Tom Krattenmaker writes in Huffington Post about "6 Evangelicals You Don't Know…"

Tom Krattenmaker, of USA Today fame, recently wrote this article for Huffington Post titled, “6 Evangelicals You Don’t Know… But Might Want To.”  I was included among a list of people that I would consider heros including, Lisa Sharon Harper, Kevin Palau, Dr. Paul Metzger and Jim Henderson.


Here is the section he wrote about me:

Tony “the Beat Poet” Kriz
Recent headlines furnish a fresh example of a disarming trend afoot in evangelical America. Alan Chambers, head of a group that has been busy for decades teaching homosexuals to “pray away the gay” (as cynics like to phrase it), issued a public apology for the hurt his work has inflicted on gays and announced he was shuttering his organization, Exodus International. Stunning–but not the first instance of evangelicals saying “sorry” and repenting for the misdeeds of the church.

Chambers’ moving apology has a forerunner in a creative act of humbleness and vulnerability captured in Donald Miller’s seminal Christian spirituality book Blue like Jazz. Meet Tony “The Beat Poet” Kriz, the iconoclast Christian and Miller compatriot who decided it would be crazy–in all the right ways–to set up a confession booth at the end-of-year festival at ultra-secular Reed College. No, not to take the pagan Reedies’ confessions, but to confess to them.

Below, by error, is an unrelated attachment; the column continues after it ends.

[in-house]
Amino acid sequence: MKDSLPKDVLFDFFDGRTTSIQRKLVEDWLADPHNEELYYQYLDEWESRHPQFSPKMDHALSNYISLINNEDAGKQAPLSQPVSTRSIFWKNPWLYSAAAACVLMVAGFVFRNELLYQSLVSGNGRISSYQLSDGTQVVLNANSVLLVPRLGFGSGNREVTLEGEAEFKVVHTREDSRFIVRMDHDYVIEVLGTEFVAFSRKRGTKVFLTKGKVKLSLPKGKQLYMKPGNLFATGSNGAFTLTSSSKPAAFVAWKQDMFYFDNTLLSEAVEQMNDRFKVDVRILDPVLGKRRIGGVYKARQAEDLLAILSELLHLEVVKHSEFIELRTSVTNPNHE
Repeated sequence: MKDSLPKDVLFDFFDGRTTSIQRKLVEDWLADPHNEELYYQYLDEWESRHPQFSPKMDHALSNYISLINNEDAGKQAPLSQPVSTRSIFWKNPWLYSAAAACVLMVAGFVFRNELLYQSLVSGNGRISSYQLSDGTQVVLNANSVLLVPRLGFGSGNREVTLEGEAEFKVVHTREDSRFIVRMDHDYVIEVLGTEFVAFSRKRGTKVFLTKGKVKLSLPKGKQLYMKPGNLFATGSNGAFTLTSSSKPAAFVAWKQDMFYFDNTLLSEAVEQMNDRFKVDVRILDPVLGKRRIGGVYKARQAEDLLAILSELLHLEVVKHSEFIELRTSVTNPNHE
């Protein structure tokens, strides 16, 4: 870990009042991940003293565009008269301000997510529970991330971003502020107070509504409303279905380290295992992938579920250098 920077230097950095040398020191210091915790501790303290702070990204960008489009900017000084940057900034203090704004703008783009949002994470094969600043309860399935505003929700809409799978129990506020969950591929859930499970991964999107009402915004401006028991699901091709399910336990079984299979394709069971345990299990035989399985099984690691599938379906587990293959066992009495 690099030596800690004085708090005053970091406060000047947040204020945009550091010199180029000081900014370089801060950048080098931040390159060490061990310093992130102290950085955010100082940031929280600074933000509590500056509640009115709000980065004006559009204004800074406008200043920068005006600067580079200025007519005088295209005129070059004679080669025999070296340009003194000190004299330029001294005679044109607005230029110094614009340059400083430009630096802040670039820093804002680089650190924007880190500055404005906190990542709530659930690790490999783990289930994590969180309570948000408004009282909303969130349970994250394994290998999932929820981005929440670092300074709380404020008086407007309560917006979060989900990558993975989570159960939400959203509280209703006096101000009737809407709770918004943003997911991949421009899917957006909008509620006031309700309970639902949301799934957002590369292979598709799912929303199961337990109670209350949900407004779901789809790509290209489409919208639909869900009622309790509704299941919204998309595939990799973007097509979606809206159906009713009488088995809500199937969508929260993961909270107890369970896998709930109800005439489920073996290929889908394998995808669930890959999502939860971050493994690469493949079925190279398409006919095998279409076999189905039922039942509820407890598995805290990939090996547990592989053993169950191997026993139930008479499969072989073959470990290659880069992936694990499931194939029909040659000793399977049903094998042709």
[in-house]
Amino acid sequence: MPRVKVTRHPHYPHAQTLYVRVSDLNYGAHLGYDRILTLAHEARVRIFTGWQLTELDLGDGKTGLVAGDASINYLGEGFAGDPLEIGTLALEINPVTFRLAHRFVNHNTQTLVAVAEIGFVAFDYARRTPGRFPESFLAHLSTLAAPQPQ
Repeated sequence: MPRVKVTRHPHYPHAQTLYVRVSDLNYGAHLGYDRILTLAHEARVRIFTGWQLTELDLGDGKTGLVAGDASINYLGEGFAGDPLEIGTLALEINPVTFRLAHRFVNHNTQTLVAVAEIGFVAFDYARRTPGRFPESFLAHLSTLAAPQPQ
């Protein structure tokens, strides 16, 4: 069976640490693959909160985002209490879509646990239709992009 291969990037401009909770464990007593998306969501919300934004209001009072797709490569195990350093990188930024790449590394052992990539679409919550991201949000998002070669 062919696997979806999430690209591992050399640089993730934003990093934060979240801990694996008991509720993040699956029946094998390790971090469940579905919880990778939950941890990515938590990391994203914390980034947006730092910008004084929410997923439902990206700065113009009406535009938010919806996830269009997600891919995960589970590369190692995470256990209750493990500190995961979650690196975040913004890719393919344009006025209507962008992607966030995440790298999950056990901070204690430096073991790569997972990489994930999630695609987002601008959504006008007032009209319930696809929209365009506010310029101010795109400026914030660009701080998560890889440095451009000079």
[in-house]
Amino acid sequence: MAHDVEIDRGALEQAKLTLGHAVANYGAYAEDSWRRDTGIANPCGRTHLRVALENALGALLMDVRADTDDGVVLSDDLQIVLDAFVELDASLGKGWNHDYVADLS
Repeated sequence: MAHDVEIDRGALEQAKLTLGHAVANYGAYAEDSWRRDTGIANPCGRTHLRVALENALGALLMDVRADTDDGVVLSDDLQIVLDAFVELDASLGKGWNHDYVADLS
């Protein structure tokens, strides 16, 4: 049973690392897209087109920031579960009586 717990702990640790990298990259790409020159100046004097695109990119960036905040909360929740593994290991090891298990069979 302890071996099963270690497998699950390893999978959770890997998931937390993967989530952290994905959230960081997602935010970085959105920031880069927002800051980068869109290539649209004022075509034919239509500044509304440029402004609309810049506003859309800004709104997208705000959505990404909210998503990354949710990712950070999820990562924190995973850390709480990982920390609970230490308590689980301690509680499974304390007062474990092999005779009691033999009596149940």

In the decade since, Kriz has gone to be become an influential, and at-times controversial, speaker, teacher, and author. Informally, sporadically, and very unofficially, more evangelicals have been reproducing the legendary confession booth at Reed and making confessions of their own–for evangelicals’ undiscerning attachment to partisan politics, for loud mouths and closed ears, and for rhetoric that has demonized atheists, sexual minorities, and liberals.

Consider it an on-going truth-and-reconciliation process–but one, alas, where the participation has been generally one-sided. As more evangelicals steer clear of culture wars and venture into the “gap” of which Jonathan Merritt speaks, or the radical middle as some prefer to call it, will progressive non-evangelicals reciprocate?

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